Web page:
Recently it was brought to my attention that 40% of my beloved Internet got booted in a crazy ban-bot related incident. For a whole few minutes, I believe, the Internet felt like a little kid getting beaten on like a nerdy freshman. And, according to this dude Jon Evans who covered the event, the ban-bot rampage happened on none other than the monolithic site Facebook. As many know, Facebook is one of just a few mega-giant corporate web presences who own way too much of not only physical wealth, but also mad amounts of highly sensitive data. The Book (as some people have called it and may or may not know how biblical and scary this sounds), along with Apple, Amazon, Google, and Microsoft, now have one hell of a hold on the ethereal cloud that is the Internet.
This is a real problem, not only cause we’re dumping our emotions, thoughts, and secrets into what Evans cites as “Stacks” (Bruce Sterling said it first), a science fiction-sounding slang for giant companies acting as pillars holding up and controlling the cloud. It’s also a real issue because most people seem to be completely fine with the idea that so few companies own so much data. And this is data like birthdays, school standings, medical records, and everything you search for.
So, basically, a few huge corporations make it super simple to pour what little you have of your personal identity into a fat virtual sack of information.
What’s terrible is how easy it is. Computer savvy, anarchic folks try to believe that there is a majority of people desiring the control of their own data, their own hands on the identity satchel. However, peer-to-peer sharing to the regular dude or lady seems a whole bunch more work, and sounds more difficult technically (although it’s not all that terribly hard with a basic knowledge of computers and wishing for the teensiest bit of control). And it’s not as marvelously simple as uploading everything you are to an automated mega-service that will keep it nice and “safe” for you. As a frequent user of Facebook and Google, and an owner of a MacBook, I have to say that if I had to stop utilizing these services and learn even the slightest bit of programming, the recovery from the technological hangover would be tremendous.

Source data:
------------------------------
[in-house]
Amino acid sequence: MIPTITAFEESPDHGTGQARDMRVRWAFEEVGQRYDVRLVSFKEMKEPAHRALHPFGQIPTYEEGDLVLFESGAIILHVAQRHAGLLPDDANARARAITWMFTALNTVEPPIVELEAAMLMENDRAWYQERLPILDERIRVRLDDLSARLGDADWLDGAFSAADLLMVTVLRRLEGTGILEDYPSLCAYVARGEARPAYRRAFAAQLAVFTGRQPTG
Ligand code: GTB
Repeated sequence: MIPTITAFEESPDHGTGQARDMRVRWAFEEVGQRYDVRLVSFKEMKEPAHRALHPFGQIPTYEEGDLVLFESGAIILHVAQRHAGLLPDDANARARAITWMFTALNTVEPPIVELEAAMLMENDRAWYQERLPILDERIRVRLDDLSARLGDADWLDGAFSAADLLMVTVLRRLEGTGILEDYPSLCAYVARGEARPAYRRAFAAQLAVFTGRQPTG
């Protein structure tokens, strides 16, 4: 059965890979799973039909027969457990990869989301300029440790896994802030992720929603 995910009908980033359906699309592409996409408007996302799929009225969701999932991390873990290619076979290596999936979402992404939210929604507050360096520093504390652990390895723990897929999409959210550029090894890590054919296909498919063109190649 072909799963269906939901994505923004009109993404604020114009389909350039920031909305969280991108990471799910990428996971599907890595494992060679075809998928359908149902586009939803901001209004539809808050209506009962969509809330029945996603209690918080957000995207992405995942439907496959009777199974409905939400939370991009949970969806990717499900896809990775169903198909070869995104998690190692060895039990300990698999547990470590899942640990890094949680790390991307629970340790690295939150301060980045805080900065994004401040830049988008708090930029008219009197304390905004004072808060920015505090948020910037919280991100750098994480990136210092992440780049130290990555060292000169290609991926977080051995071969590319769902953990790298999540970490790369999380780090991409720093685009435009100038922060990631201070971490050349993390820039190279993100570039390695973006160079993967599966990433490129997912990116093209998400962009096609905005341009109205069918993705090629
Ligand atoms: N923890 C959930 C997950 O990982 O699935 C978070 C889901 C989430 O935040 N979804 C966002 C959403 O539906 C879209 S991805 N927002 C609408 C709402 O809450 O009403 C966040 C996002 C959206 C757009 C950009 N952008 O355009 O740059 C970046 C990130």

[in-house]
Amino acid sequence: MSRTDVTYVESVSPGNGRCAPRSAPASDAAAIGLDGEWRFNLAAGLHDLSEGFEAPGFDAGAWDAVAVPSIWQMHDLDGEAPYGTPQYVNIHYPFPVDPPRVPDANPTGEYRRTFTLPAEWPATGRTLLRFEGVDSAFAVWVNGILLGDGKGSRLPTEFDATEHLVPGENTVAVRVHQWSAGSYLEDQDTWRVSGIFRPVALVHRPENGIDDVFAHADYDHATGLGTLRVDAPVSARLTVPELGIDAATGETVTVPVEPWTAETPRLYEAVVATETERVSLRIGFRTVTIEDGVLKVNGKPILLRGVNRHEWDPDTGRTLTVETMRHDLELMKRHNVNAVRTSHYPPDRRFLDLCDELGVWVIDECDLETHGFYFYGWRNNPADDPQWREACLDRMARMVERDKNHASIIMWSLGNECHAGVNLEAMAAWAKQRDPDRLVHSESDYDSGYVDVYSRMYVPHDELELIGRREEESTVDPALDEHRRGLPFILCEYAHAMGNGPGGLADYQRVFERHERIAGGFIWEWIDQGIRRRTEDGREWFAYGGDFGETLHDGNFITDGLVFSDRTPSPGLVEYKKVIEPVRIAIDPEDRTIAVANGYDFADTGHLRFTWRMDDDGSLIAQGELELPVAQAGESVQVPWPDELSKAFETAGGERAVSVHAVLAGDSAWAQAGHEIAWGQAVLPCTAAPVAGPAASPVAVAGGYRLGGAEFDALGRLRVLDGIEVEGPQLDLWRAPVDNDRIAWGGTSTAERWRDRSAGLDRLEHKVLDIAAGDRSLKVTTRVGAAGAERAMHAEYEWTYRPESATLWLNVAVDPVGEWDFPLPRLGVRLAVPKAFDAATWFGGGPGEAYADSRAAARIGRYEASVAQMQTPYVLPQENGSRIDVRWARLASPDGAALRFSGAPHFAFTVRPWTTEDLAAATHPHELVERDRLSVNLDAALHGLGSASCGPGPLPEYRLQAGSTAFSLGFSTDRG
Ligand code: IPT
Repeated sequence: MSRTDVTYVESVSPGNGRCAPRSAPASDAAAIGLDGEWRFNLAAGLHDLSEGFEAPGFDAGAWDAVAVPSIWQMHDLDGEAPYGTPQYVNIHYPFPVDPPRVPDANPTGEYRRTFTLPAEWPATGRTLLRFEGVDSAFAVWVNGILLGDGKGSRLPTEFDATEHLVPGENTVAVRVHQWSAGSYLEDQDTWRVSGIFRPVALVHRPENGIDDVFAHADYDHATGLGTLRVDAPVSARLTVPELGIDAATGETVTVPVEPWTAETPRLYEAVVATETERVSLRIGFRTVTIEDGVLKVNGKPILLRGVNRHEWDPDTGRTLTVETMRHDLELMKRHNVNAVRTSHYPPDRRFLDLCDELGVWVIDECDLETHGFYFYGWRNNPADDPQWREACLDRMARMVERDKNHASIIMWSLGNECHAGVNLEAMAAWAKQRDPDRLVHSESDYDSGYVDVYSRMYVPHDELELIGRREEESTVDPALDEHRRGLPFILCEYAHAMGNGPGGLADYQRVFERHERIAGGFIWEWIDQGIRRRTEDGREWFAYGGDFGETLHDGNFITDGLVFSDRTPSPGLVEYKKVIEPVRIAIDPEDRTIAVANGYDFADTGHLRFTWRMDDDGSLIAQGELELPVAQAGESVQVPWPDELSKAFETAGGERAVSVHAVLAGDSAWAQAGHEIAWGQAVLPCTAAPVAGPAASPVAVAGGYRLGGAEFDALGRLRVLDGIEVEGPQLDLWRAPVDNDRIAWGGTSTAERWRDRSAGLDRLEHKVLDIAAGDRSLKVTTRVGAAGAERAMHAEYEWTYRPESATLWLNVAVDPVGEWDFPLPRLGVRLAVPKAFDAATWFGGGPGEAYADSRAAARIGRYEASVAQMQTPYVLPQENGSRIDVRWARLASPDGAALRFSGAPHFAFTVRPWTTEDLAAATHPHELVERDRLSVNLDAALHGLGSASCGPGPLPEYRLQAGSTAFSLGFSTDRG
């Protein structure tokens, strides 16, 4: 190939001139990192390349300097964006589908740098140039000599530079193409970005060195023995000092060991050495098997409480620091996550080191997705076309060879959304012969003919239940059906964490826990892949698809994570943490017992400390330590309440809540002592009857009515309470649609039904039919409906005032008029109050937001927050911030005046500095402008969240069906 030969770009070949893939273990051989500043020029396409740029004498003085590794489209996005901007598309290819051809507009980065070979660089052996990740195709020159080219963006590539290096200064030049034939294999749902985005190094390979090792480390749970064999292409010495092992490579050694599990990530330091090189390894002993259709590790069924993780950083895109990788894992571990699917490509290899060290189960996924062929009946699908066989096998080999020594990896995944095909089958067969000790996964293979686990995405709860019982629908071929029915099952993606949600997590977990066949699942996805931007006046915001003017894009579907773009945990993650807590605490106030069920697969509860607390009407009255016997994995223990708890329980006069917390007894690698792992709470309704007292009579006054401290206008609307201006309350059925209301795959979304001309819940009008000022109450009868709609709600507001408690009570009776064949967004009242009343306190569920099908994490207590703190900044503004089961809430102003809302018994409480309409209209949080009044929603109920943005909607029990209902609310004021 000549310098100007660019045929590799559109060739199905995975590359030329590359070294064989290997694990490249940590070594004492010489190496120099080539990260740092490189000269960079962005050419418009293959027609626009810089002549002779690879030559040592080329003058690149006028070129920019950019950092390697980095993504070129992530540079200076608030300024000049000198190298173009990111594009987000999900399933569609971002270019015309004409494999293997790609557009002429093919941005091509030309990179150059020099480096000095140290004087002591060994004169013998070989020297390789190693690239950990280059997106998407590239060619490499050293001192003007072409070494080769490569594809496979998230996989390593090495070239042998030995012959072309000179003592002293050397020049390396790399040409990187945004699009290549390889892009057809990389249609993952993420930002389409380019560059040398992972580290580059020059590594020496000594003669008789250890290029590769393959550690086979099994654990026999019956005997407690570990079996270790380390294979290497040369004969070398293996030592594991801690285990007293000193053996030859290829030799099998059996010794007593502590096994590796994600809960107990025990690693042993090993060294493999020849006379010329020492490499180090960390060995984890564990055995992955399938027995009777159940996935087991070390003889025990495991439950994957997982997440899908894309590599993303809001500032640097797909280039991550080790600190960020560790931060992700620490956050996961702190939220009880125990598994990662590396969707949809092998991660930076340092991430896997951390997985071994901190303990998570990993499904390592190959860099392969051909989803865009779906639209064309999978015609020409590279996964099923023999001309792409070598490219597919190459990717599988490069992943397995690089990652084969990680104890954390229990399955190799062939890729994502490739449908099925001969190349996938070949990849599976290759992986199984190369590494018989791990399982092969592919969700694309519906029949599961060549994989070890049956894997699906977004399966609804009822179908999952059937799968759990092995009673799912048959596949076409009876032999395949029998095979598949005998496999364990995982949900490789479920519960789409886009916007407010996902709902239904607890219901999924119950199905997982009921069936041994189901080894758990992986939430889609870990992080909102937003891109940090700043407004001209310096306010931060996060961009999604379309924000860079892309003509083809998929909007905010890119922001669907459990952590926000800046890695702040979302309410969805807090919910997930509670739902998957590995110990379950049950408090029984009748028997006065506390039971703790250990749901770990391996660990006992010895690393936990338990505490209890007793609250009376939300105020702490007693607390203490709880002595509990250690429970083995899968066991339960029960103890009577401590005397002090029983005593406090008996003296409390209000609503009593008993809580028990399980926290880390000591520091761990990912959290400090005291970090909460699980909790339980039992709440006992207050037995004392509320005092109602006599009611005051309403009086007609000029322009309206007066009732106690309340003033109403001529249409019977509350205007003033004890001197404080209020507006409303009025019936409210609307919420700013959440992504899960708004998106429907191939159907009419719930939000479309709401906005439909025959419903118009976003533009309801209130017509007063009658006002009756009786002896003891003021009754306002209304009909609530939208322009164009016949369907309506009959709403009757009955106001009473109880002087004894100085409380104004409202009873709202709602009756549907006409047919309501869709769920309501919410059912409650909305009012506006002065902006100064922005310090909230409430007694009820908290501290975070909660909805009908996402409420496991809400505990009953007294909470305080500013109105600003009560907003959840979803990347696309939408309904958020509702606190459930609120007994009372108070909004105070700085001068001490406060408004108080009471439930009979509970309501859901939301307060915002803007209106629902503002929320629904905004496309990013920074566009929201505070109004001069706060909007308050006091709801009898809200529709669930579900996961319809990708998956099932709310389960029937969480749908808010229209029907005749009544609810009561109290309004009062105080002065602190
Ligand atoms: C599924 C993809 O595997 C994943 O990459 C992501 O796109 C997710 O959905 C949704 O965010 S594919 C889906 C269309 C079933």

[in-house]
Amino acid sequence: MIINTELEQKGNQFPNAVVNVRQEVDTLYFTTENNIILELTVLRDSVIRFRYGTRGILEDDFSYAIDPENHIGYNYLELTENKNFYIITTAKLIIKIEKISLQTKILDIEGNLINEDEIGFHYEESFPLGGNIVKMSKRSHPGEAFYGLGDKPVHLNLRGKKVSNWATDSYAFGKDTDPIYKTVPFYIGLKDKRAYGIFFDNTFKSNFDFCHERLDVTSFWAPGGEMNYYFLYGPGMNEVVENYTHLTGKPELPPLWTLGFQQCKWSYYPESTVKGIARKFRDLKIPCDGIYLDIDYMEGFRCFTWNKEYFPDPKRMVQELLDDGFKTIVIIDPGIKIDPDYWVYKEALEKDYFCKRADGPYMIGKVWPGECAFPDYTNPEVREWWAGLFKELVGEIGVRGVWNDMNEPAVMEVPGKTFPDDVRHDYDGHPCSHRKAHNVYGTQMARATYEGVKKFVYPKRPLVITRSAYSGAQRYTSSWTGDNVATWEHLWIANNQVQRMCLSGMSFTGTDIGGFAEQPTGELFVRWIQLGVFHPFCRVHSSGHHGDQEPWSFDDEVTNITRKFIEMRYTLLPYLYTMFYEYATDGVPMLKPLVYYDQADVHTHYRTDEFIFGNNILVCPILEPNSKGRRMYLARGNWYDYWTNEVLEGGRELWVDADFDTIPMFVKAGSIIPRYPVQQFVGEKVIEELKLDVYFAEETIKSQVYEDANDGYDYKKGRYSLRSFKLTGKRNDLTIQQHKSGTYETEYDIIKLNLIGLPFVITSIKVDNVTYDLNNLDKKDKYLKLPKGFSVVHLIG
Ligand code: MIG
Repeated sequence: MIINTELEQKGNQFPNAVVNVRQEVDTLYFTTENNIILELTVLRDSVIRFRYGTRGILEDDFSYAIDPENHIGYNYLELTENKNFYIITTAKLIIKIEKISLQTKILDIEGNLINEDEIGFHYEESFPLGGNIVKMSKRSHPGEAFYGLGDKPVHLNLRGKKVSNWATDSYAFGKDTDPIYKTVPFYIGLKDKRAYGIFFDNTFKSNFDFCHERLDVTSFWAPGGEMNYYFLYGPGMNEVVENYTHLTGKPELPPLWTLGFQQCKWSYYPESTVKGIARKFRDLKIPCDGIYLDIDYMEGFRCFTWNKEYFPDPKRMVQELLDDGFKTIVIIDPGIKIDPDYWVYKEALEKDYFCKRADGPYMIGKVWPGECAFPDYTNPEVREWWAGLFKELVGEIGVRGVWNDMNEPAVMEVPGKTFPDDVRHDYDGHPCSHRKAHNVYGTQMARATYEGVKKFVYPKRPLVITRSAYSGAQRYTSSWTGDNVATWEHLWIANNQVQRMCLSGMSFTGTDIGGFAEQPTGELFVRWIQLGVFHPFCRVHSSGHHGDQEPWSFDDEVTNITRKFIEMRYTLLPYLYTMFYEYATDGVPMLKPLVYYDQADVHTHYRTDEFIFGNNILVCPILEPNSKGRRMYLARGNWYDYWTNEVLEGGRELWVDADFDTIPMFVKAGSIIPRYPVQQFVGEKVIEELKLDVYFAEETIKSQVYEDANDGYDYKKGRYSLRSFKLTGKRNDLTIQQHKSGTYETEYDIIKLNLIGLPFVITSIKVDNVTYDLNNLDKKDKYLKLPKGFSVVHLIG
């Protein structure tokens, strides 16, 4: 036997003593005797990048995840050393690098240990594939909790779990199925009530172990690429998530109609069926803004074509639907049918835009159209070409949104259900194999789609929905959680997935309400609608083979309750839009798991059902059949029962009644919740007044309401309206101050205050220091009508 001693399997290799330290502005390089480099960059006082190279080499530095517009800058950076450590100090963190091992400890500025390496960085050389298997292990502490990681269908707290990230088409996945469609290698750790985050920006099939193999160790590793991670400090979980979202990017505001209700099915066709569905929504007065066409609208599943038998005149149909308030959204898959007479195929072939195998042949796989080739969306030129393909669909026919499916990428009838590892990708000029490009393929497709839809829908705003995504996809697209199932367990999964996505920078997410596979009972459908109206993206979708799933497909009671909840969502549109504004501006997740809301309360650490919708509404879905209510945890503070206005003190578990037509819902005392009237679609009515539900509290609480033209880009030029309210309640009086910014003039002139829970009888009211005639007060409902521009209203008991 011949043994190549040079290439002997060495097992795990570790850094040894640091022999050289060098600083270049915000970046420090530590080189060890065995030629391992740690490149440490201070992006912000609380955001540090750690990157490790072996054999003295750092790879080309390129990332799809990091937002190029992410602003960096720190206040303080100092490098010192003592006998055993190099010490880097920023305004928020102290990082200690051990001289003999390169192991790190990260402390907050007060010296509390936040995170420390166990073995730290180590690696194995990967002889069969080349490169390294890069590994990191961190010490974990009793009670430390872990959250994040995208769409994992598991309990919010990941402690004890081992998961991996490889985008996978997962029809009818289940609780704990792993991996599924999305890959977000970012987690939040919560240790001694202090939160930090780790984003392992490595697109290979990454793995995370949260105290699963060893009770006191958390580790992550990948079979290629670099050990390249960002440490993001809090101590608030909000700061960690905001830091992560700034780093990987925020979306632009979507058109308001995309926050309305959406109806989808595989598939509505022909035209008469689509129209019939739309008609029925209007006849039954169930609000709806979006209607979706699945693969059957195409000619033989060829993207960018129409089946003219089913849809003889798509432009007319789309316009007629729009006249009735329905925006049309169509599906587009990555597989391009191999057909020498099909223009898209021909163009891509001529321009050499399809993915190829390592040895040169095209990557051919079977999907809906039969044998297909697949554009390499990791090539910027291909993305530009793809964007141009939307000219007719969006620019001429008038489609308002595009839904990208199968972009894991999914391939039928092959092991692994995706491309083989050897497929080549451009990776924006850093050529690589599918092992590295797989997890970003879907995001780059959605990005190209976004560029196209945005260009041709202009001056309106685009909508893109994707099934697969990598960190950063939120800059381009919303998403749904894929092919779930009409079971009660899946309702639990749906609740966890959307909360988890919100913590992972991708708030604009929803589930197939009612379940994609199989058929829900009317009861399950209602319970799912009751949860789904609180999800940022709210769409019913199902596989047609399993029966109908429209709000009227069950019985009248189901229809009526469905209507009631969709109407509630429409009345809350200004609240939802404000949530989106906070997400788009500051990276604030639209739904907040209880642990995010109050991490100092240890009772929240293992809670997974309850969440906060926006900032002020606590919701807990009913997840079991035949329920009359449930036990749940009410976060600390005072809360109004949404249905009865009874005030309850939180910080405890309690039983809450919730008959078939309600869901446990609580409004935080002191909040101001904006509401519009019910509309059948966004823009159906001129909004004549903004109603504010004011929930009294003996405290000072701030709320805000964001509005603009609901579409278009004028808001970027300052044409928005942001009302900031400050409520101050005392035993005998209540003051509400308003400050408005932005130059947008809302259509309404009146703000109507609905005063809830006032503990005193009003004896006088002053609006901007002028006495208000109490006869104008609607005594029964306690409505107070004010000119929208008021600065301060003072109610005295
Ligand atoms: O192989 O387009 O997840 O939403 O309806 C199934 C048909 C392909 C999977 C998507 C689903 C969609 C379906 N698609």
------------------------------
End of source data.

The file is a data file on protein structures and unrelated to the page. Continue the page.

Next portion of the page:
This is not to say I don’t disagree with hopeful hackers who want to take down the business goliaths. It’d be better if the Internet (like the collective super brain it is) were given to its subjects, available as peer-to-peer data rather than holed up in guarded castles made of money. BitTorrent and Skype (says Evans) are good examples of the Stacks not having full control of our beloved Internet, so there’s hope at least.
If the great big corporations were to collapse, though, all our data would go with them. They have so much control, what happens if they’re backed into a corner? I don’t want to be all up in Orwell’s business (more like Terry Gilliam’s), but there’s a whole lot of power swimming around the cyber world, and our online identities are leverage like we wouldn’t believe. We’re spreading ourselves into this interface, and then often forget about a single drunk photo that Facebook owns and can use against us. I’m not urging some great escape from the Internet (I LOVE the Internet), but it’d do us some good to learn how to track our data and keep it close, like we would our own physical brains. Once the lords of convenience die or something, we don’t want to be in trouble. Don’t worry, it’ll be hard for me too, especially because iPhones now come in so many cool colors, damn it!